September 20, 2014
‘Sovereign citizen’ convicted on 10 counts of harassing fed officials with $100 billion liens
June 18, 2014 11:54AM
A woman who filed phony $100 billion liens against federal officials in revenge for her brother’s drug conviction was locked up Wednesday by a federal judge who called her a “paper terrorist.”
Jurors hearing the trial of Cherron Phillips took just two and a half hours to find the 44-year-old guilty of targeting four judges, including former chief U.S. District Court Judge James Holderman, and six other law enforcement officials, including former U.S. Attorney Pat Fitzgerald.
The mother-of-two had claimed she was exempt from federal law and previously tried to gum-up the case with a series of nonsensical self-penned legal documents.
U.S. District Judge Michael Reagan ordered that she be held in custody until she is sentenced in October. The judge said he feared Phillips would “continue to file frivolous and misguided lawsuits” if allowed to remain free, adding “she is a paper terrorist.”
Phillips began using the meritless legal arguments of the so-called “sovereign citizen” movement in 2010, after her brother Devon Phillips pleaded guilty to dealing cocaine.
The movement, which denies the authority of the federal government, has spread on the Internet and in the prison system and has increasingly and without success been invoked in Chicago courtrooms.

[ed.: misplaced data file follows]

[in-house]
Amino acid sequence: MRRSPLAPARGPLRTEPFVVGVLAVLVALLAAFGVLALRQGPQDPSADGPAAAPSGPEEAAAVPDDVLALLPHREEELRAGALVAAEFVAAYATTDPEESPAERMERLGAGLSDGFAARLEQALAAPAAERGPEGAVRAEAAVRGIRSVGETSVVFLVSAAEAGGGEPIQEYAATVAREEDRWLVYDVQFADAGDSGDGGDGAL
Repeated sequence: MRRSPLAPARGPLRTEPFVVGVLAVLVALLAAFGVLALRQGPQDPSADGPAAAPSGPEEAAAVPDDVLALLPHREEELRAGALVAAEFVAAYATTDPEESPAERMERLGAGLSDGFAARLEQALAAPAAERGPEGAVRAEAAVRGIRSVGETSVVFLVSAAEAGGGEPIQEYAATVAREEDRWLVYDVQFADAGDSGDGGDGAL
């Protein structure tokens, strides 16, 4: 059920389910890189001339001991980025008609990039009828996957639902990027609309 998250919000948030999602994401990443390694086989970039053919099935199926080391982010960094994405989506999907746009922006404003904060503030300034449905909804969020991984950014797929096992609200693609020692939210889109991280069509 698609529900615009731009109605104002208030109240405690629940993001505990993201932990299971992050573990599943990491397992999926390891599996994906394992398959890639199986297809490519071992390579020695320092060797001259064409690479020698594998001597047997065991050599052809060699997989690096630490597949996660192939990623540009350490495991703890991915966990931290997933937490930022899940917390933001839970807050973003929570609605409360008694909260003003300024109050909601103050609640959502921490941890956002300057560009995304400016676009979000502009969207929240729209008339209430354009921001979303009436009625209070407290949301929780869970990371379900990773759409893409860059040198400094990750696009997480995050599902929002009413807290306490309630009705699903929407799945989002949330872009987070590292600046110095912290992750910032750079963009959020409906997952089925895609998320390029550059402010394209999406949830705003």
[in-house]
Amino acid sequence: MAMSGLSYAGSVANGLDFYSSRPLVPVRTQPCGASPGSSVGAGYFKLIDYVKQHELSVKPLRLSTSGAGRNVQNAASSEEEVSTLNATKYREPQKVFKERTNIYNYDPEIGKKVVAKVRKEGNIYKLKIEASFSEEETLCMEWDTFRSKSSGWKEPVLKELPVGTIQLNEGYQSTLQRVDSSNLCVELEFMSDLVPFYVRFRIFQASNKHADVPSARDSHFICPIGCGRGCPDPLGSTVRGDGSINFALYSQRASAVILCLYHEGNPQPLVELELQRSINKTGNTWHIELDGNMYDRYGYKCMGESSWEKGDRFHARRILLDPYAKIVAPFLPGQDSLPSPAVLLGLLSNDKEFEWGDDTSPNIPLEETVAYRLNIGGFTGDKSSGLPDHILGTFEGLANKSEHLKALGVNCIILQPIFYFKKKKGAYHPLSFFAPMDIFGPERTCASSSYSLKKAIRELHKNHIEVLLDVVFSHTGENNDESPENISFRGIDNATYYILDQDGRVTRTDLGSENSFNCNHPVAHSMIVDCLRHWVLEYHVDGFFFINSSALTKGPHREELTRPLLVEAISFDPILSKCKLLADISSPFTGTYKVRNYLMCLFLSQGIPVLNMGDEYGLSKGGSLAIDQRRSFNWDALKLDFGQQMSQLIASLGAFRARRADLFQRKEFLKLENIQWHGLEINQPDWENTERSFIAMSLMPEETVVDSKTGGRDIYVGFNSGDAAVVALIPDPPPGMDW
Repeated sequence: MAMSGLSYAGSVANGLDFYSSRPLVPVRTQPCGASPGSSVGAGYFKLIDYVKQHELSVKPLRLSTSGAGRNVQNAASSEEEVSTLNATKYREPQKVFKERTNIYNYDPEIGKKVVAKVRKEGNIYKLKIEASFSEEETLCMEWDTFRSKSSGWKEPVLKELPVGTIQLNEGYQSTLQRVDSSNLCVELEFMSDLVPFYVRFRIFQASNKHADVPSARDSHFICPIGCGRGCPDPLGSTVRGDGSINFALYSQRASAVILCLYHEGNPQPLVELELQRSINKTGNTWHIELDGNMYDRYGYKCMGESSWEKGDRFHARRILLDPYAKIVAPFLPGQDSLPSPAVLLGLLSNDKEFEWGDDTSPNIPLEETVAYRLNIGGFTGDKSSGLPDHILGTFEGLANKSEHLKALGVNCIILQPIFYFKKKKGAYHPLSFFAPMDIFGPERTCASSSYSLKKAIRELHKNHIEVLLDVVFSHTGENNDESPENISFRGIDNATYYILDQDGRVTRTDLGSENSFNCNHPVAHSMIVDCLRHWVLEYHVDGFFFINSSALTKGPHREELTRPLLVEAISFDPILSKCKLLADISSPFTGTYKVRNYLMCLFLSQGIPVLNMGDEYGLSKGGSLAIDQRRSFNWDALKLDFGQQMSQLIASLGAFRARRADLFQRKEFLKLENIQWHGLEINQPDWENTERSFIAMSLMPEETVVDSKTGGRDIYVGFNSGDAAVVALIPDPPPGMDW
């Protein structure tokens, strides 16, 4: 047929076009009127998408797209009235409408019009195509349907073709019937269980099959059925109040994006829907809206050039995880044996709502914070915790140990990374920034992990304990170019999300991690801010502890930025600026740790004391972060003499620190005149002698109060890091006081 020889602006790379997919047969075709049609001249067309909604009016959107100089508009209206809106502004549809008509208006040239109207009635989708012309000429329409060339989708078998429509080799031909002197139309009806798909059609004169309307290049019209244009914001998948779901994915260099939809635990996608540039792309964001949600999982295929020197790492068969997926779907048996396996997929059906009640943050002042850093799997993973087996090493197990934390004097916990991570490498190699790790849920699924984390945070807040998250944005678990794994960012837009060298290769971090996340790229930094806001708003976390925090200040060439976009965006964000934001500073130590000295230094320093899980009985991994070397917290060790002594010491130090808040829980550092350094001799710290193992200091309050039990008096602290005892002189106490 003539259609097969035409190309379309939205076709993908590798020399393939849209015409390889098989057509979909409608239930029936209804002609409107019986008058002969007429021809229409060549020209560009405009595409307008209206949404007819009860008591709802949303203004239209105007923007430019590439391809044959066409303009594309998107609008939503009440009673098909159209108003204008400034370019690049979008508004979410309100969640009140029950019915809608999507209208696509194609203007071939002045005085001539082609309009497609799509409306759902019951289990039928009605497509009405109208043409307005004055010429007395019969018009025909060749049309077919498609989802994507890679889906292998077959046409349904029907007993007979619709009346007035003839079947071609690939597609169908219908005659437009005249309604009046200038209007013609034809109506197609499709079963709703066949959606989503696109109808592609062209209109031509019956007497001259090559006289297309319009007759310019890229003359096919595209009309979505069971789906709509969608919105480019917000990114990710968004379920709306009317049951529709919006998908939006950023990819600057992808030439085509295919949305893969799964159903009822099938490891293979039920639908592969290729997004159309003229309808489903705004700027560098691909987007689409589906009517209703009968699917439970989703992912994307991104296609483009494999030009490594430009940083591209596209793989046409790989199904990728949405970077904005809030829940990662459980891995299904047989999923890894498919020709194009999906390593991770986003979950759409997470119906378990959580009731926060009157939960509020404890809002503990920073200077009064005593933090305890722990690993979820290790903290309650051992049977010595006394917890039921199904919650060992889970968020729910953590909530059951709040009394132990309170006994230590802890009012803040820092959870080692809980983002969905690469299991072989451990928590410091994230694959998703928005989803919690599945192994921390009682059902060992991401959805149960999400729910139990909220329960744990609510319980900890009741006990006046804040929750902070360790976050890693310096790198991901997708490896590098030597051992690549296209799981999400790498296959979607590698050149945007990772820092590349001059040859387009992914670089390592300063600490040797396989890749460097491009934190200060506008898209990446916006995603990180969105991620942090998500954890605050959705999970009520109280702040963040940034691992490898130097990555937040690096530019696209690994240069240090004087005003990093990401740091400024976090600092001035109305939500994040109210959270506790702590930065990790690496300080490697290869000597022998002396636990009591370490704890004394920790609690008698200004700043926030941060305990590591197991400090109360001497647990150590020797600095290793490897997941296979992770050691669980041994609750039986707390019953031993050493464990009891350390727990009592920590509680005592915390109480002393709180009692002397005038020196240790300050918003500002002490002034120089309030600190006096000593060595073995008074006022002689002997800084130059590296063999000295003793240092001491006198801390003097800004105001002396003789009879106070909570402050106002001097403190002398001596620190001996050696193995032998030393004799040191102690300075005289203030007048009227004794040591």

Bank robber Jose Banks — who led a daring, widely publicized escape from the 17th floor of the Metropolitan Correctional Center last year — is among its followers.
And Phillips used one of the movement’s tricks when she filed phony “maritime liens” against a dozen officials involved in her brother’s case, claiming each owed her brother $100 billion.
All 12, including Holderman and Fitzgerald, testified for the prosecution during the bizarre trial.
Jurors Wednesday convicted her of retaliating against federal officials in 10 of those cases, but cleared her of two counts relating to Chicago cops who were no longer deputized as DEA agents at the time she filed the liens in 2011.
She faces up to 10 years behind bars on each count, though sentencing guidelines call for a prison term of around 78 months — ironically the same time her brother served for his drug conviction, her attorney Lauren Solomon said.
Solomon called the case “sad.” She said during her closing argument earlier Wednesday that Phillips’ crimes were so “patently absurd” that they were akin to “trying to pass Monopoly money and being charged with counterfeiting.”
But in his closing arguments, prosecutor Nathan Stump said the series of phony liens Phillips filed “was not justice, it was vengeance. It was petty, it was sneaky, it was a cheap shot.”
Though none of the 12 victims Phillips targeted were seriously inconvenienced by the liens, the crime had “shocked” at least one judge and was “no laughing matter,” he said.